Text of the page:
The Newest Legend of Zelda Remake Took A Ridiculous Amount Of Time To Perfect

The most recent Legend of Zelda: Skyward Sword remake took a ridiculous amount of time to make, because of one crucial element.

By James Brizuela | Published

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As gamers, we often don’t give enough credit to the tireless hours that most developers have to go through in order to deliver the best game possible. While some often get frustrated at the fact that games get delayed, there is a level of understanding that must be upheld as well. Games take a ridiculous amount of time to perfect, and that is certainly the case when more updates have to be rolled out to fix glitches and bugs. It was recently revealed by Tantalus Media, the developer behind the Legend of Zelda: Skyward Sword HD remake, that it took a year and a half for the motion controls to be converted into button inputs for the Nintendo Switch.

The Legend of Zelda: Skyward Sword game was one that may have escaped from many gamers, mostly because not everyone was able to secure a Nintendo Wii when the game had risen to prominence. But even more than that, players were flabbergasted by how awful the control scheme was for this game. Even though the Nintendo Wii had some of the best motion controls of any console, playing a Zelda game in this fashion was just awkward. The Wii remote was used to mimic slicing down with the Master Sword that Link wielded. It felt strange, to say the least. However, because the Switch does not support motion controls, those all had to be converted into button inputs for this remake to truly be accepted. Thankfully, it was. The button inputs on the control made things seem far more fluid.

CEO of Tantalus Media, Tom Crago, spoke about the troubles that it took the developer to go through making these button inputs for the Legend of Zelda: Skyward Sword remake. According to Crago, “Having it work button-only, joystick only was probably the biggest challenge for us,” he added, “It took a year and a half, so it was a long process making this game.” Imagine having to spend that long on just one task. You must give credit where credit is due, as the controls for the game now feel amazing. It was truly great work by many people to bring the magic of Skyward Sword to a brand-new audience. Crago spoke about these issues on the Fragments of Silicon podcast. He also claimed that Nintendo may not have published the remake had they not figured out the control issues of button inputs.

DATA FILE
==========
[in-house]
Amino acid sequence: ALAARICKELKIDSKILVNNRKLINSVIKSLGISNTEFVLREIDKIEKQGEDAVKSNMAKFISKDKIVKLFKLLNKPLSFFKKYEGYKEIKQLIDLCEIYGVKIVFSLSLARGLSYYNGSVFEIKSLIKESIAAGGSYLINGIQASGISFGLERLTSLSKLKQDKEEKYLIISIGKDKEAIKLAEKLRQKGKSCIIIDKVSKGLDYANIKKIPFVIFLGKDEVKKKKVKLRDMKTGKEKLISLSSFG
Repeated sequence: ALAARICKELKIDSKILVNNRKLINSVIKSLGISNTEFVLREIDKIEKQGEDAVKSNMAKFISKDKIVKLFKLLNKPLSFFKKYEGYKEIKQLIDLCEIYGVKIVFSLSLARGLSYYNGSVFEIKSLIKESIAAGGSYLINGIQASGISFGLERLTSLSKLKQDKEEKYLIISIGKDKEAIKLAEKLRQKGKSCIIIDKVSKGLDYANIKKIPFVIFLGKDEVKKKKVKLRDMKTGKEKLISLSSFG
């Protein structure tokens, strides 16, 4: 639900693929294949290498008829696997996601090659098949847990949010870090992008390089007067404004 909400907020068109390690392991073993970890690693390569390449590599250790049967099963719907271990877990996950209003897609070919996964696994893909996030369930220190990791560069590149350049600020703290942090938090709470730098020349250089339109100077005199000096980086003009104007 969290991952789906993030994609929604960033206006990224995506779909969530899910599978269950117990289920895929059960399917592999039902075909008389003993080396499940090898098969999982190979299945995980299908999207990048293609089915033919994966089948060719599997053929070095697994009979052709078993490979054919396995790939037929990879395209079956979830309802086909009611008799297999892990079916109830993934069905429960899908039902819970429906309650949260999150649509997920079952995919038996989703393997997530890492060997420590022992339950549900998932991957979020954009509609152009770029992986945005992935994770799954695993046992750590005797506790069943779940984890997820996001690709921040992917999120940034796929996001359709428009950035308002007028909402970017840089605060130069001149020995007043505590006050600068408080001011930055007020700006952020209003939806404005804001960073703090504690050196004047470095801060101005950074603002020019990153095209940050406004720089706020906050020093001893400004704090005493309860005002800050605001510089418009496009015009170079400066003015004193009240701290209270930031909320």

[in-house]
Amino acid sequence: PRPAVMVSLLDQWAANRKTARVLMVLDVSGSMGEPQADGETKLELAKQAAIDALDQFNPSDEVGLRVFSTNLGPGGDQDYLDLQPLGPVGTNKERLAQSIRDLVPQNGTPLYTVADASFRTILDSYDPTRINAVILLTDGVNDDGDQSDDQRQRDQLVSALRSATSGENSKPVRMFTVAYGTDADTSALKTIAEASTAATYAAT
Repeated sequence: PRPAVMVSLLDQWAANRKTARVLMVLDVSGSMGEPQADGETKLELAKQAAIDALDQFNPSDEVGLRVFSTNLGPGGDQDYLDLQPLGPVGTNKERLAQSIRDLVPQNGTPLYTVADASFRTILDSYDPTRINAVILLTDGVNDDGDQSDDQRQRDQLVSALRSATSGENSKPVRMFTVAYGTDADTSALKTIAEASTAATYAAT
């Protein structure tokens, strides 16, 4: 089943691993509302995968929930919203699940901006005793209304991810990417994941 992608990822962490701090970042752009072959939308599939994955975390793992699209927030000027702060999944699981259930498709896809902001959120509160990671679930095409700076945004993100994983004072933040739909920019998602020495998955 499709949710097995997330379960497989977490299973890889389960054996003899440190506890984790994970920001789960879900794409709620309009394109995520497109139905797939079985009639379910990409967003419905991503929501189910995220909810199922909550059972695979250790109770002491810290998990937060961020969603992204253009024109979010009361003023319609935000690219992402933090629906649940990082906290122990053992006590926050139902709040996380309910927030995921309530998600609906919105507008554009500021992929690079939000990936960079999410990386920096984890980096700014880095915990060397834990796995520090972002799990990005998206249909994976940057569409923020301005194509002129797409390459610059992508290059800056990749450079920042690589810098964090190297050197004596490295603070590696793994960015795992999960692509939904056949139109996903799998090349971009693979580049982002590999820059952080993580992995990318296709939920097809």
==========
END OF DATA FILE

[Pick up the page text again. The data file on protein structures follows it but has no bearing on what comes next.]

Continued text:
Crago also was asked about the longrumored port of The Legend of Zelda: Twilight Princess port to the Nintendo Switch, but he sadly shot those rumors down. Tantalus Media was responsible for the Twilight Princess HD that was made for the Wii U, so it stands to reason that Nintendo would ask them to head up the Twilight Princess port for the Switch. However, even with that bad news, we have to think Crago and Tantalus for bringing The Legend of Zelda: Skyward Sword to the Switch and ensuring that no one else would be tortured by awkward motion controls any longer. Skyward Sword is currently available on the Nintendo Switch, and the game is a strong remembrance of the inspiration that would lead to Breath of the Wild, which is arguably the best game ever made.